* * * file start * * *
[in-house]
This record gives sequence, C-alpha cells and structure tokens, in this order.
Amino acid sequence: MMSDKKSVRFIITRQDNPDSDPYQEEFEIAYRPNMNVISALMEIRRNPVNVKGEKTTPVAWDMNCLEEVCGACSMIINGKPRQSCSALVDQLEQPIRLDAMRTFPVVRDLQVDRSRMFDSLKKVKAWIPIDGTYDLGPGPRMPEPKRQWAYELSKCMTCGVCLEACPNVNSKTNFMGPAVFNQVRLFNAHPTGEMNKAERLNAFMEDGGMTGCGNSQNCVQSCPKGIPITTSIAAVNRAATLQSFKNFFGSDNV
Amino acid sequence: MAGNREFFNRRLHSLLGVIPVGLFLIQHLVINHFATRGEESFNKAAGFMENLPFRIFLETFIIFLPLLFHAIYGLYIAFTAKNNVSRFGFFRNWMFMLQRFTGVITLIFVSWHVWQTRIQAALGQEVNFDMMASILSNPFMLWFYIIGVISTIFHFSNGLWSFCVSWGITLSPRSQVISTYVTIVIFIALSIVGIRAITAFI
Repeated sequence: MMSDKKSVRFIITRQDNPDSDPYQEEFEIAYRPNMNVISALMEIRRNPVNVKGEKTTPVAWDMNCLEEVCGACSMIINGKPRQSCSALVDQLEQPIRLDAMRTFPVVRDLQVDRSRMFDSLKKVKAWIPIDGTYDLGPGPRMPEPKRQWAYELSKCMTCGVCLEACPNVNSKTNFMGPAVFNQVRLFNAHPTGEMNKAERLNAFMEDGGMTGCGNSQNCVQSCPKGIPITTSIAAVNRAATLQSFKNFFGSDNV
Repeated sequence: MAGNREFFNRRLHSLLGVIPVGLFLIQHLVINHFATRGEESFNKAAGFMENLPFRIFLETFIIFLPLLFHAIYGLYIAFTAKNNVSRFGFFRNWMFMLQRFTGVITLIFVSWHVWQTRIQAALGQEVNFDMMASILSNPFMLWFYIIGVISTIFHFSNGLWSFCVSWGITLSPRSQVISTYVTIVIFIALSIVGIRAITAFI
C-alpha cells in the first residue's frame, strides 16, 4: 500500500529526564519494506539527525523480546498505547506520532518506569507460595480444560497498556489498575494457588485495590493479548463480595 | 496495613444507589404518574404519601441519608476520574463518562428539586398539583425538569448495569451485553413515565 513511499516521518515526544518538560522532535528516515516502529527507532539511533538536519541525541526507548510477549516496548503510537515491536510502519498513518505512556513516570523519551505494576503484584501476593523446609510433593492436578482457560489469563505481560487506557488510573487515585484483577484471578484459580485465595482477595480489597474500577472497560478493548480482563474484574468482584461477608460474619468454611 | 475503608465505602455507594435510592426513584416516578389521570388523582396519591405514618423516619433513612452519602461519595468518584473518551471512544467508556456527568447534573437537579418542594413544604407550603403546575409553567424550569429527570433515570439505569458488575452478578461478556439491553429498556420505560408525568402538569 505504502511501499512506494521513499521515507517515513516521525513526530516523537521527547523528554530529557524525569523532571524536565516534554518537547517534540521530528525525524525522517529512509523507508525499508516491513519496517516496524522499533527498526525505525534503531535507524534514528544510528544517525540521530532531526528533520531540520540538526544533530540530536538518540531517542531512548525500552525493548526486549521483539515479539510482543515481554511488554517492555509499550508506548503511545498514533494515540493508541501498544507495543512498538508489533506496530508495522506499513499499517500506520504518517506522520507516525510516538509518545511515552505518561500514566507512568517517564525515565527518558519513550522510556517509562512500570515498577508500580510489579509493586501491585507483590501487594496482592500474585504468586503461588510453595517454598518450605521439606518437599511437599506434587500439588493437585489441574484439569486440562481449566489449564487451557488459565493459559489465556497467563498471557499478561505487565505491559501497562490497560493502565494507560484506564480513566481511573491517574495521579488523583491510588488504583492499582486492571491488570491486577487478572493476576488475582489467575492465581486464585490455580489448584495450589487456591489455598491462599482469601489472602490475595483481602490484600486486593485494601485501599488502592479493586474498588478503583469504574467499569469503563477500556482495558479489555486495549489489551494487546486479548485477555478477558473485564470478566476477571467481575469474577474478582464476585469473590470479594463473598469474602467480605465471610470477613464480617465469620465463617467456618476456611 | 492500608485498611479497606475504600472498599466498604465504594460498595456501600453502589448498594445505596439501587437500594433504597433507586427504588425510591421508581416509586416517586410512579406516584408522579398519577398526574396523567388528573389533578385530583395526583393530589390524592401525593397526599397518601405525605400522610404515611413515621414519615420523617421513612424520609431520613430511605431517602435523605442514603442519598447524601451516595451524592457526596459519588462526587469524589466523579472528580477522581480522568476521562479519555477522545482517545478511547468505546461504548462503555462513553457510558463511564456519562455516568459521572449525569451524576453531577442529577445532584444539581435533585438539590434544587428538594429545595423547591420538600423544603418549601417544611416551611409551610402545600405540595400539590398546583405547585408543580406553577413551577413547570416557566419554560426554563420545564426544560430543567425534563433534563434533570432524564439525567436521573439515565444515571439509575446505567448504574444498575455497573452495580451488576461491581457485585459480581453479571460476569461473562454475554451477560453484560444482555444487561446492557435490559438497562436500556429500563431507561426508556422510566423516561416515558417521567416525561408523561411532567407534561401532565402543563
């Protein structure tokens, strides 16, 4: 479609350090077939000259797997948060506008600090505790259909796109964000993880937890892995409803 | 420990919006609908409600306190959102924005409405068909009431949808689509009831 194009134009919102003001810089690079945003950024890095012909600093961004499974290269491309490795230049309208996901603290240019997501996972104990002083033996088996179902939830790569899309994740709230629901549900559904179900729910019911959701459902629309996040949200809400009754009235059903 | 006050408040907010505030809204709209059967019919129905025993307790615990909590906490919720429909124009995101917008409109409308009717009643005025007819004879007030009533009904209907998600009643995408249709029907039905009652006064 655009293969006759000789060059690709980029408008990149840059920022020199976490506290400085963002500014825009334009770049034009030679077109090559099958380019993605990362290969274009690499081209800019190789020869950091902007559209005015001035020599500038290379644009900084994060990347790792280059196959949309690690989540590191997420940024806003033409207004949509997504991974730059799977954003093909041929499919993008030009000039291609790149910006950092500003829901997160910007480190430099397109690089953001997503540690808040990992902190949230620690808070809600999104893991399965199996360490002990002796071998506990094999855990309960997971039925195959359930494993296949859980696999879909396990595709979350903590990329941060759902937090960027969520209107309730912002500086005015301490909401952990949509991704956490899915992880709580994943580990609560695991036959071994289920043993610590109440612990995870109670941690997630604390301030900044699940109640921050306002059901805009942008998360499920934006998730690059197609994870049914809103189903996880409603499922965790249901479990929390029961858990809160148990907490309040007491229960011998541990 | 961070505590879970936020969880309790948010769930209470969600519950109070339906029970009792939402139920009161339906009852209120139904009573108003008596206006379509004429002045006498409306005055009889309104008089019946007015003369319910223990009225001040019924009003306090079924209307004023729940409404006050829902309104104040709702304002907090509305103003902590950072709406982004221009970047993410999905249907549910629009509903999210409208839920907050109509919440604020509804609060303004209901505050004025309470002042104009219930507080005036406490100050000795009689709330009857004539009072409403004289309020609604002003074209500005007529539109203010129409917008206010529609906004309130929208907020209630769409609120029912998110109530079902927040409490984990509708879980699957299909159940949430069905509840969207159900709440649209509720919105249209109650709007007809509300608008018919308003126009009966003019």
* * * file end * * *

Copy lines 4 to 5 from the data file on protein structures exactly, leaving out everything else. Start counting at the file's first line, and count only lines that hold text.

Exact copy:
Amino acid sequence: MAGNREFFNRRLHSLLGVIPVGLFLIQHLVINHFATRGEESFNKAAGFMENLPFRIFLETFIIFLPLLFHAIYGLYIAFTAKNNVSRFGFFRNWMFMLQRFTGVITLIFVSWHVWQTRIQAALGQEVNFDMMASILSNPFMLWFYIIGVISTIFHFSNGLWSFCVSWGITLSPRSQVISTYVTIVIFIALSIVGIRAITAFI
Repeated sequence: MMSDKKSVRFIITRQDNPDSDPYQEEFEIAYRPNMNVISALMEIRRNPVNVKGEKTTPVAWDMNCLEEVCGACSMIINGKPRQSCSALVDQLEQPIRLDAMRTFPVVRDLQVDRSRMFDSLKKVKAWIPIDGTYDLGPGPRMPEPKRQWAYELSKCMTCGVCLEACPNVNSKTNFMGPAVFNQVRLFNAHPTGEMNKAERLNAFMEDGGMTGCGNSQNCVQSCPKGIPITTSIAAVNRAATLQSFKNFFGSDNV